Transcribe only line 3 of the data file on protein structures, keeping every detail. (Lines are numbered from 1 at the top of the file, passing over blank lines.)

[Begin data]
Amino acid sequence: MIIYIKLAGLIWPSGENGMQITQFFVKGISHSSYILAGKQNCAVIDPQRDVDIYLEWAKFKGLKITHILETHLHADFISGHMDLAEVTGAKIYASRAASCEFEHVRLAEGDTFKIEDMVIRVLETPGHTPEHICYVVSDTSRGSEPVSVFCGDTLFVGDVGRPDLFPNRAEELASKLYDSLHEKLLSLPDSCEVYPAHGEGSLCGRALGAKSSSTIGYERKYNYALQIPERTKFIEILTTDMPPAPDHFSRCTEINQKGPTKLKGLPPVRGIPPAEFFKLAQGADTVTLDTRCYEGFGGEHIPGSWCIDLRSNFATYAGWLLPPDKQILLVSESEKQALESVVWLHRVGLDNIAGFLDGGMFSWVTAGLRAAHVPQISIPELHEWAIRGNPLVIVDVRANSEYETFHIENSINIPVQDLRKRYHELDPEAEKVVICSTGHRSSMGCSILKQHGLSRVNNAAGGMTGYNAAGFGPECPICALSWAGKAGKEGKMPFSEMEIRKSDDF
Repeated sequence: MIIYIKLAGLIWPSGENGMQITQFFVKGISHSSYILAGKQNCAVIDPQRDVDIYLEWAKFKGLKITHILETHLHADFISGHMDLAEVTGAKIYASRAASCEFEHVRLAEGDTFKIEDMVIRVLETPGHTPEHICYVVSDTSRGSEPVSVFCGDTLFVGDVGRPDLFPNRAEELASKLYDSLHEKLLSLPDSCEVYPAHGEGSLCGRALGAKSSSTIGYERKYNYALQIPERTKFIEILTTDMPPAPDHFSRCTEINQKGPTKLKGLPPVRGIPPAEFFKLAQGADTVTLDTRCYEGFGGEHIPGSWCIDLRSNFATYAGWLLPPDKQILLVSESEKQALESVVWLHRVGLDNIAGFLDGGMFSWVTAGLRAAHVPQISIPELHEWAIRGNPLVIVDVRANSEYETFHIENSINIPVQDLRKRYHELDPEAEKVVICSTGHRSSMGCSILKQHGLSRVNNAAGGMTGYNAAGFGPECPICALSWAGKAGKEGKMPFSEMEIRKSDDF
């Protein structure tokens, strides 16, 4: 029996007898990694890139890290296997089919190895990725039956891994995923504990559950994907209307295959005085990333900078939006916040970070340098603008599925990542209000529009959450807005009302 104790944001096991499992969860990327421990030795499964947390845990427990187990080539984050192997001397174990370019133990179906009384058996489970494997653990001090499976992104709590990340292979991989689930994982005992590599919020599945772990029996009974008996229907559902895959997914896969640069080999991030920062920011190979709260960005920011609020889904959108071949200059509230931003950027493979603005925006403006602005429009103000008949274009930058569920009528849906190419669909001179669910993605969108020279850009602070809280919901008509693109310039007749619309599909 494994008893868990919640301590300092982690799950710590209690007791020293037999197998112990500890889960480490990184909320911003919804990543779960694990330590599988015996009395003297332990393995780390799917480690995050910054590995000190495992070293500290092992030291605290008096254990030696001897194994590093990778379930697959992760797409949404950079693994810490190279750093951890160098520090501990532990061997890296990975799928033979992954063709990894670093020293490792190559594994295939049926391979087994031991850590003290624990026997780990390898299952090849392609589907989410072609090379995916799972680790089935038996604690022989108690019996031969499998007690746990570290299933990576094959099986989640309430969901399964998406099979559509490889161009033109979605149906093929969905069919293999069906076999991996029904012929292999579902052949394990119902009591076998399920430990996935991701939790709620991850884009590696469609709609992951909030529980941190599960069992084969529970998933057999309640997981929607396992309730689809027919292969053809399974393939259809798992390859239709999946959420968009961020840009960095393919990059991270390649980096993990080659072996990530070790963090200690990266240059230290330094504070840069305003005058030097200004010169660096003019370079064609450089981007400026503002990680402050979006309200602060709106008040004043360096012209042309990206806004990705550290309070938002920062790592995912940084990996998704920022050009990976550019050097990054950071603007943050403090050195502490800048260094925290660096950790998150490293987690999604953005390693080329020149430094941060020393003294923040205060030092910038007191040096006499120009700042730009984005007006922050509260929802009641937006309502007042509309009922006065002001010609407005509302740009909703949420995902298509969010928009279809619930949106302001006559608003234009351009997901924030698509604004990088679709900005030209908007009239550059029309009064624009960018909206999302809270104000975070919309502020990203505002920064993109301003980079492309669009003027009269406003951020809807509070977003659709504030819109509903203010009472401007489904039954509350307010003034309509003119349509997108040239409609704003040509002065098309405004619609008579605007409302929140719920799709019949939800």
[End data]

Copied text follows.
């Protein structure tokens, strides 16, 4: 029996007898990694890139890290296997089919190895990725039956891994995923504990559950994907209307295959005085990333900078939006916040970070340098603008599925990542209000529009959450807005009302 104790944001096991499992969860990327421990030795499964947390845990427990187990080539984050192997001397174990370019133990179906009384058996489970494997653990001090499976992104709590990340292979991989689930994982005992590599919020599945772990029996009974008996229907559902895959997914896969640069080999991030920062920011190979709260960005920011609020889904959108071949200059509230931003950027493979603005925006403006602005429009103000008949274009930058569920009528849906190419669909001179669910993605969108020279850009602070809280919901008509693109310039007749619309599909 494994008893868990919640301590300092982690799950710590209690007791020293037999197998112990500890889960480490990184909320911003919804990543779960694990330590599988015996009395003297332990393995780390799917480690995050910054590995000190495992070293500290092992030291605290008096254990030696001897194994590093990778379930697959992760797409949404950079693994810490190279750093951890160098520090501990532990061997890296990975799928033979992954063709990894670093020293490792190559594994295939049926391979087994031991850590003290624990026997780990390898299952090849392609589907989410072609090379995916799972680790089935038996604690022989108690019996031969499998007690746990570290299933990576094959099986989640309430969901399964998406099979559509490889161009033109979605149906093929969905069919293999069906076999991996029904012929292999579902052949394990119902009591076998399920430990996935991701939790709620991850884009590696469609709609992951909030529980941190599960069992084969529970998933057999309640997981929607396992309730689809027919292969053809399974393939259809798992390859239709999946959420968009961020840009960095393919990059991270390649980096993990080659072996990530070790963090200690990266240059230290330094504070840069305003005058030097200004010169660096003019370079064609450089981007400026503002990680402050979006309200602060709106008040004043360096012209042309990206806004990705550290309070938002920062790592995912940084990996998704920022050009990976550019050097990054950071603007943050403090050195502490800048260094925290660096950790998150490293987690999604953005390693080329020149430094941060020393003294923040205060030092910038007191040096006499120009700042730009984005007006922050509260929802009641937006309502007042509309009922006065002001010609407005509302740009909703949420995902298509969010928009279809619930949106302001006559608003234009351009997901924030698509604004990088679709900005030209908007009239550059029309009064624009960018909206999302809270104000975070919309502020990203505002920064993109301003980079492309669009003027009269406003951020809807509070977003659709504030819109509903203010009472401007489904039954509350307010003034309509003119349509997108040239409609704003040509002065098309405004619609008579605007409302929140719920799709019949939800």